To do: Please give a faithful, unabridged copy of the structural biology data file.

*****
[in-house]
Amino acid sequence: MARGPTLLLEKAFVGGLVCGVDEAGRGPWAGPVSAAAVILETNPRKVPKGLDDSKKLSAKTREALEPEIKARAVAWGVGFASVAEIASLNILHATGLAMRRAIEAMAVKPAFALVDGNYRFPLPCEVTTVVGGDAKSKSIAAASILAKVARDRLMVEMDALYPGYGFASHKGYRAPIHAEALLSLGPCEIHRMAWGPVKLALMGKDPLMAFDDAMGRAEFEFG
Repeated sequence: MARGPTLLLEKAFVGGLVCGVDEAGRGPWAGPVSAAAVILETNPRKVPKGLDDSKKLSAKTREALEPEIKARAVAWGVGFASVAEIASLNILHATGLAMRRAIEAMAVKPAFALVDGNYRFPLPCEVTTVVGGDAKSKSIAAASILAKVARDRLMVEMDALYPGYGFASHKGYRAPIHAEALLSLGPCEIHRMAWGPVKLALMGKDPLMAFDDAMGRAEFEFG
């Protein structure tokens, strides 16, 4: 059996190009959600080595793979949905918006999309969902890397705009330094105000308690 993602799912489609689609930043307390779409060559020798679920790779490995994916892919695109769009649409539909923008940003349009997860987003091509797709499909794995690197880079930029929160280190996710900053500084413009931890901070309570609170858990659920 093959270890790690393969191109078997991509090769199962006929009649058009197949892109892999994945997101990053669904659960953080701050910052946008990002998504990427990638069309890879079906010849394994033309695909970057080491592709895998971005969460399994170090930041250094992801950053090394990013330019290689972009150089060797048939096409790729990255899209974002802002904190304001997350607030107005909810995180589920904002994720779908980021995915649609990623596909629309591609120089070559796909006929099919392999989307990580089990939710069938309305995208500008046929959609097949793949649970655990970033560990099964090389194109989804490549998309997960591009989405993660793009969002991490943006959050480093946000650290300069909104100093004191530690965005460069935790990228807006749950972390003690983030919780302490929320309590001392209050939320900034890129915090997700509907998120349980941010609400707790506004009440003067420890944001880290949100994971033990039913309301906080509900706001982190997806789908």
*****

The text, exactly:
[in-house]
Amino acid sequence: MARGPTLLLEKAFVGGLVCGVDEAGRGPWAGPVSAAAVILETNPRKVPKGLDDSKKLSAKTREALEPEIKARAVAWGVGFASVAEIASLNILHATGLAMRRAIEAMAVKPAFALVDGNYRFPLPCEVTTVVGGDAKSKSIAAASILAKVARDRLMVEMDALYPGYGFASHKGYRAPIHAEALLSLGPCEIHRMAWGPVKLALMGKDPLMAFDDAMGRAEFEFG
Repeated sequence: MARGPTLLLEKAFVGGLVCGVDEAGRGPWAGPVSAAAVILETNPRKVPKGLDDSKKLSAKTREALEPEIKARAVAWGVGFASVAEIASLNILHATGLAMRRAIEAMAVKPAFALVDGNYRFPLPCEVTTVVGGDAKSKSIAAASILAKVARDRLMVEMDALYPGYGFASHKGYRAPIHAEALLSLGPCEIHRMAWGPVKLALMGKDPLMAFDDAMGRAEFEFG
């Protein structure tokens, strides 16, 4: 059996190009959600080595793979949905918006999309969902890397705009330094105000308690 993602799912489609689609930043307390779409060559020798679920790779490995994916892919695109769009649409539909923008940003349009997860987003091509797709499909794995690197880079930029929160280190996710900053500084413009931890901070309570609170858990659920 093959270890790690393969191109078997991509090769199962006929009649058009197949892109892999994945997101990053669904659960953080701050910052946008990002998504990427990638069309890879079906010849394994033309695909970057080491592709895998971005969460399994170090930041250094992801950053090394990013330019290689972009150089060797048939096409790729990255899209974002802002904190304001997350607030107005909810995180589920904002994720779908980021995915649609990623596909629309591609120089070559796909006929099919392999989307990580089990939710069938309305995208500008046929959609097949793949649970655990970033560990099964090389194109989804490549998309997960591009989405993660793009969002991490943006959050480093946000650290300069909104100093004191530690965005460069935790990228807006749950972390003690983030919780302490929320309590001392209050939320900034890129915090997700509907998120349980941010609400707790506004009440003067420890944001880290949100994971033990039913309301906080509900706001982190997806789908």